Andy Reid timeouts, disastrous Chiefs pass interference set up big Antonio Brown TD before halftime

Jason Owens
·2-min read

Kansas City’s offense got off to a disastrous start in Sunday’s Super Bowl.

Questionable clock management and a pair of pass interference penalties just before halftime made things considerably worse, allowing Tampa Bay to go into halftime with a 21-6 lead.

Andy Reid gambles

With Kansas City trailing 14-6 and Tampa Bay starting a drive with 1:01 left in the second quarter, Chiefs coach Andy Reid rolled the dice that his defense could pick up a stop and give his sluggish offense a chance to score again before halftime.

He crapped out.

Antonio Brown's first career Super Bowl score gave the Bucs a big halftime lead. (AP Photo/Chris O'Meara)
Antonio Brown's first career Super Bowl score gave the Bucs a big halftime lead. (AP Photo/Chris O'Meara)

Bucs pick up first down after Chiefs timeouts

Reid called timeout after the Bucs ran up the middle with Leonard Fournette for no gain on first-and-10 from their own 29-yard line. The Bucs, now aware that the Chiefs were planning on stopping the clock, threw on second down and picked up an eight-yard gain.

Reid called another timeout.

Tom Brady found Rob Gronkowski for a five-yard completion on the next play to pick up a new set of downs. The Bucs made the most of it.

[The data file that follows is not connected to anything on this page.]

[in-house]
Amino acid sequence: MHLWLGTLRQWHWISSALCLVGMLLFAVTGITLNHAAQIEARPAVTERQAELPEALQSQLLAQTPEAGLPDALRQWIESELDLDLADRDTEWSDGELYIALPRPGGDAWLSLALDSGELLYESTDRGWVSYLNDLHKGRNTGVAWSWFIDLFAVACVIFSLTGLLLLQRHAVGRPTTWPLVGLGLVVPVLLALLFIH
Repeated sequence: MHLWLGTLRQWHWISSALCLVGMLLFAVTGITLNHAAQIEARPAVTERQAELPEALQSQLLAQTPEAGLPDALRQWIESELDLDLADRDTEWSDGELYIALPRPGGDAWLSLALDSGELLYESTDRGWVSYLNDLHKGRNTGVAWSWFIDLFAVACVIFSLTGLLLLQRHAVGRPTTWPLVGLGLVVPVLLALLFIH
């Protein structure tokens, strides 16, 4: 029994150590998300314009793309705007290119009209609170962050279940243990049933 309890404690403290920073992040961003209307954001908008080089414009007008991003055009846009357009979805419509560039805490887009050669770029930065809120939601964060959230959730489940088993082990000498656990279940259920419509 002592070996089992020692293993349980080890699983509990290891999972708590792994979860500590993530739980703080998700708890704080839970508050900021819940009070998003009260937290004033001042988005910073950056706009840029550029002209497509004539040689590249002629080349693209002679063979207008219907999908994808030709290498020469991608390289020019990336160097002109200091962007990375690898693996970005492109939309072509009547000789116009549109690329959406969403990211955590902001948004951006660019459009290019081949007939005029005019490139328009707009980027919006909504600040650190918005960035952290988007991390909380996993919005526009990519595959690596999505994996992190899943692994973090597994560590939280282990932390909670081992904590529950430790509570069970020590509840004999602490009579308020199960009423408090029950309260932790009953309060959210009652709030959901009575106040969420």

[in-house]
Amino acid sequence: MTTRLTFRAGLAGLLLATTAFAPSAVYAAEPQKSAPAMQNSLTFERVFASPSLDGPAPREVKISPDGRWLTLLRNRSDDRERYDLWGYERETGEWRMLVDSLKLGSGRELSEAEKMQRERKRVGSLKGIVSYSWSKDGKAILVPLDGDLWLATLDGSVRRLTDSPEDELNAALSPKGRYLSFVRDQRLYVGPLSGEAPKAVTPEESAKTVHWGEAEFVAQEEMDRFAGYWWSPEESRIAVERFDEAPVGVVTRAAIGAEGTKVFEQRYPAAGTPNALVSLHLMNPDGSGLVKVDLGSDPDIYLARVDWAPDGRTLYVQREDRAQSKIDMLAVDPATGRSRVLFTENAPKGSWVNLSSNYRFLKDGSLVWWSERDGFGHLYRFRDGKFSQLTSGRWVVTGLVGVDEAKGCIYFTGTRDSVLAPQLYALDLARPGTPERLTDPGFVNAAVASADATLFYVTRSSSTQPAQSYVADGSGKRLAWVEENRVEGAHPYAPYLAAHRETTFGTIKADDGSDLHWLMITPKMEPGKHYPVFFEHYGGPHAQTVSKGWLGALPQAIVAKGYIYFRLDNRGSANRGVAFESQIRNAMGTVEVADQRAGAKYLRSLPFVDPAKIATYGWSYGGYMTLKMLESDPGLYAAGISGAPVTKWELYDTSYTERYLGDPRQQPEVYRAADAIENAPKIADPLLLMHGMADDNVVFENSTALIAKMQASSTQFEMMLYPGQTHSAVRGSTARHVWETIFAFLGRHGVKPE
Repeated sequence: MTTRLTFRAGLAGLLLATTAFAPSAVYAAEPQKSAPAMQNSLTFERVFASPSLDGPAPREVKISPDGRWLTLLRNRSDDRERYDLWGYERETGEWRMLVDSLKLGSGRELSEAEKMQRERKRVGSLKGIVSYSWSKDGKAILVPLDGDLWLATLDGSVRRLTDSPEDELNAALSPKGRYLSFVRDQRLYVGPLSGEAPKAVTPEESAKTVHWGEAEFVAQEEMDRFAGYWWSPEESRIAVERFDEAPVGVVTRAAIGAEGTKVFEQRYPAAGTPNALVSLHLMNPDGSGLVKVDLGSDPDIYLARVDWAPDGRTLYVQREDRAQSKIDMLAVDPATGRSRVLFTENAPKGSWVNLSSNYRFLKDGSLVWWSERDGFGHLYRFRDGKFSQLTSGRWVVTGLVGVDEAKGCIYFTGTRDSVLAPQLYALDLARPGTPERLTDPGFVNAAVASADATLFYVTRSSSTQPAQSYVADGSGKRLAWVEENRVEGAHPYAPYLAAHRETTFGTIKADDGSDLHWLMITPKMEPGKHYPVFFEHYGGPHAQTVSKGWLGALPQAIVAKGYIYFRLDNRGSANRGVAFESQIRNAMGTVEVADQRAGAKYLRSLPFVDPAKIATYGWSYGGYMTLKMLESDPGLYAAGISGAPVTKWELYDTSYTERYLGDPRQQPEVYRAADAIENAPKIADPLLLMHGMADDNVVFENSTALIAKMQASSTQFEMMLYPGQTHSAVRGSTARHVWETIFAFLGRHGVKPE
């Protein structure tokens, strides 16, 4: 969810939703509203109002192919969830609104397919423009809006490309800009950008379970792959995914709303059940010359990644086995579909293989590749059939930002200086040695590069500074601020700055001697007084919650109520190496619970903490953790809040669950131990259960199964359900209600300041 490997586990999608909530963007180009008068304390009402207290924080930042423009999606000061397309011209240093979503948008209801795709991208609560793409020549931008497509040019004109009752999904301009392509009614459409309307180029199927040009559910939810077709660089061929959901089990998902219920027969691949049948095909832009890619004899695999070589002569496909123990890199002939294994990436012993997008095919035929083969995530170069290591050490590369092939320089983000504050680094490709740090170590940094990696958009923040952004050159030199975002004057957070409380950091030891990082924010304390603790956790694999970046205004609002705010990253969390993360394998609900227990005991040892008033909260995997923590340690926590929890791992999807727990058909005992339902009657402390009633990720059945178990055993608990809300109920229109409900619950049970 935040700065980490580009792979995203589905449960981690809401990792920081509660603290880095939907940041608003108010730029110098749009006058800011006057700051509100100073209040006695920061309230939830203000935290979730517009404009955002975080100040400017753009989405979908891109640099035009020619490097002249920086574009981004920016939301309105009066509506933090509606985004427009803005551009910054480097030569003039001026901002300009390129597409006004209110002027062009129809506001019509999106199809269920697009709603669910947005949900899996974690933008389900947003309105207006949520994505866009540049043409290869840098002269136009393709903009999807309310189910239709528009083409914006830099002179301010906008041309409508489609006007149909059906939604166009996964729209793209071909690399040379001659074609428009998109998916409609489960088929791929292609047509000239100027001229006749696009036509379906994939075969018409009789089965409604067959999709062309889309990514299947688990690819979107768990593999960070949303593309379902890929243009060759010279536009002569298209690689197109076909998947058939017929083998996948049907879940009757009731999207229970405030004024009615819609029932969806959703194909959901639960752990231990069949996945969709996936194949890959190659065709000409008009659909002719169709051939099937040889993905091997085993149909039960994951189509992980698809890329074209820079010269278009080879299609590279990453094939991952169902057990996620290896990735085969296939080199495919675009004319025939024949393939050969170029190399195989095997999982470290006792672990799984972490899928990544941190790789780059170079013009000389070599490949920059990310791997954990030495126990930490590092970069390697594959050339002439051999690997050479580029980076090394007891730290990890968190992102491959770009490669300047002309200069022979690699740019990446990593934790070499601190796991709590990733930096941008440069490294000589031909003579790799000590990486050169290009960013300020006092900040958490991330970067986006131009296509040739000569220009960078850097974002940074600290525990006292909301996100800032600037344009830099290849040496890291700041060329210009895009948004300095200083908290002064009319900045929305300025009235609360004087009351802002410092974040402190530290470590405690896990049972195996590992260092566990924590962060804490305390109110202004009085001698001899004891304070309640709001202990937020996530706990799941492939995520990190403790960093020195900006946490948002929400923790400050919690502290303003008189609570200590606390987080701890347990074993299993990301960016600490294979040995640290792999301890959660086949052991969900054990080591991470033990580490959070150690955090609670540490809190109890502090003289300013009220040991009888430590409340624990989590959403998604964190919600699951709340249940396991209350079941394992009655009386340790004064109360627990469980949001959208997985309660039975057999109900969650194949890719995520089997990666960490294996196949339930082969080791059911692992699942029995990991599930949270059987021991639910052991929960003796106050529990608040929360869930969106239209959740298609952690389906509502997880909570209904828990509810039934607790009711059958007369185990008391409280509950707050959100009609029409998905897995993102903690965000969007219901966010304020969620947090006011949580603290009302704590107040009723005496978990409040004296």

On first-and-10 from the Tampa Bay 42, Brady looked to take advantage of the new set of downs and passed deep down the left sideline to Mike Evans. He didn’t find his receiver, but a pass interference call on Bashaud Breeland ensured that he didn’t have to.

Pass interference calls put Chiefs in scoring position

Breeland tripped Evans up as the ball landed, and the refs flagged the Chiefs for a 34-yard penalty.

Another pass interference penalty in the end zone two plays later set the Bucs up with first-and-goal from the 1-yard line. Safety Tyrann Mathieu drew the flag this time for contact with Evans.

Antonio Brown finds pay dirt

On the next play, Brady made the Chiefs pay, connecting with Antonio Brown on a play-action pass for his third touchdown of the day.

The sequence was reminiscent of the NFC championship, which saw the Bucs take advantage of some breaks and score just before the half against the Green Bay Packers with a touchdown that turned out to be the difference in the game.

Brown’s touchdown Sunday made a bad situation much worse for the defending champs.

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